I feel like I have to maintain a certain distance to be able to write the poems at all. The initial memory is the prompt to the poem but once I get into it I want to write it honestly, so standing back (and trying to remove the emotion) helps to get it right in my mind.

What does your family think of your books?

I have not heard too many complaints. My wife and kids are very supportive. They’re okay knowing there’s a good chance they’ll end up in a poem or two. My brothers and sisters are proud of their little brother I suppose. I think I get them weepy once in a while. The other day I went to my mother’s grave and read a few of the poems she was in. I did the same for my father when the last book came out. They didn’t offer any criticism. (ha ha). I miss them.

You have a talent for offering a sense of place in your poetry. Reading, I feel as if I am in the car with you, or I am in the coffee shop or the park or the sauna at the Y or . . . Is this something you are conscious of doing?

I do often think about painting that picture, how the right detail or two can focus the place for you. My fiction class and I were reading a story by Richard Ford the other day and the subject looks out to the mountains and sees a “red bar sign.” We talked about how that one small detail cemented the scene in our minds. I’m always searching for that right detail. I hope some of the time I can find it.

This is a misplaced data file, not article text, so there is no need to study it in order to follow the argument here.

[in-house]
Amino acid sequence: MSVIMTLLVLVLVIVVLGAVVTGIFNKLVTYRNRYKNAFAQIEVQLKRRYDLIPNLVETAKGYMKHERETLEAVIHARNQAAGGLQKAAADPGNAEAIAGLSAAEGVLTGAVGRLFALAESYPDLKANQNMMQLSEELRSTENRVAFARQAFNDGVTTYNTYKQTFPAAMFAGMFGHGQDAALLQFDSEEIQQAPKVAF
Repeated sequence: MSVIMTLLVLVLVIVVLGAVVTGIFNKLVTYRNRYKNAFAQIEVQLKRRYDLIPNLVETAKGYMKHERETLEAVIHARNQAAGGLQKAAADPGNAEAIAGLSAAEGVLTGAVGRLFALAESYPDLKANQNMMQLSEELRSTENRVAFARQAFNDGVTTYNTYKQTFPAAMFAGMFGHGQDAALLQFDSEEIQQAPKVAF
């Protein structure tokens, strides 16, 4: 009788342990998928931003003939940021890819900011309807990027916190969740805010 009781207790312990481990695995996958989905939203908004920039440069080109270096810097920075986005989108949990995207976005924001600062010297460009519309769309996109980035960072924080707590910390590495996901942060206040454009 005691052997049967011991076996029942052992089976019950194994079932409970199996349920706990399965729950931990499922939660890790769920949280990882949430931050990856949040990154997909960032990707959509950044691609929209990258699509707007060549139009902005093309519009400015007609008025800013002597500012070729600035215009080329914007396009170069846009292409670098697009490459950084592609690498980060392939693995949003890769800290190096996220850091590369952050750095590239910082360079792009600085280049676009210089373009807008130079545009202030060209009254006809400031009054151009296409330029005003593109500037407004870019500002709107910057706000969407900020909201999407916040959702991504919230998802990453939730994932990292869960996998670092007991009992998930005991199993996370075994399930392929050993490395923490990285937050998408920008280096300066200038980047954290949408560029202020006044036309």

carey_homeboy_cvr_frontNIN ANDREWS
This book has such a natural flow. Reading it, I imagined that the words glided onto the page without effort. (Of course, we all hope to sound that way.) But I am thinking, it wasn’t too long ago that your first book was published by CavanKerry. How was the writing of this different from the writing of the first? Was it just a natural continuation?

In many ways it does feel like a continuation of the same subjects – family, place, death, grief, regret. It sounds so somber when I list the topics like that but these people and these memories have had a profound effect on me. I can’t get away from them. I put the pen to the page and they keep showing up.

As a poet you have this funny, whimsical side, but you also have a profound seriousness mixed in, as in the poem, “Death Wish,” which ends, “I want it to be special, magical/worth the wait,/ after being afraid for so long.” I just wanted to applaud when I read that line. Do you think of yourself as a funny poet? Is wit, in your opinion, an essential ingredient of your poetry?

I do sometimes make myself laugh when I’m writing. You always hope what you find funny or whimsical will translate. There’s nothing worse than pulling out the funny poem at a reading and staring back at the tight-lipped crowd. The subjects I deal with need some humor from time to time or the weight might kill me.